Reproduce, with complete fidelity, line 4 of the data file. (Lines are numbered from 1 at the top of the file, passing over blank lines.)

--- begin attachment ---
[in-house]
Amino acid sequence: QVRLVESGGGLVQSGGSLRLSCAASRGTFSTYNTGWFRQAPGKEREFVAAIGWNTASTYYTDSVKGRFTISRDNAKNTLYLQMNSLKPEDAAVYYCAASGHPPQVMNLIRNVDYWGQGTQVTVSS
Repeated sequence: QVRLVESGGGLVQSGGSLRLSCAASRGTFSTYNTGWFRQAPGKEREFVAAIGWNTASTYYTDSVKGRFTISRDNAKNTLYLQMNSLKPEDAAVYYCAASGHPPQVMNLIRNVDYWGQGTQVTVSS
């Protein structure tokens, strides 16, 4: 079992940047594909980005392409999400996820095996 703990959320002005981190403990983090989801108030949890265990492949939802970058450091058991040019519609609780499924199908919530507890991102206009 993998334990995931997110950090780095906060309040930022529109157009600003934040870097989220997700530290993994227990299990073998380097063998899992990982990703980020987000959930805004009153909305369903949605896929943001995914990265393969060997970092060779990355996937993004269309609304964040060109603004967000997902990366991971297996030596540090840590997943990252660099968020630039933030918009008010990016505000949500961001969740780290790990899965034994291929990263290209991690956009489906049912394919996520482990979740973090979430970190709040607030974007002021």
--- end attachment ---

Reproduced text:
């Protein structure tokens, strides 16, 4: 079992940047594909980005392409999400996820095996 703990959320002005981190403990983090989801108030949890265990492949939802970058450091058991040019519609609780499924199908919530507890991102206009 993998334990995931997110950090780095906060309040930022529109157009600003934040870097989220997700530290993994227990299990073998380097063998899992990982990703980020987000959930805004009153909305369903949605896929943001995914990265393969060997970092060779990355996937993004269309609304964040060109603004967000997902990366991971297996030596540090840590997943990252660099968020630039933030918009008010990016505000949500961001969740780290790990899965034994291929990263290209991690956009489906049912394919996520482990979740973090979430970190709040607030974007002021």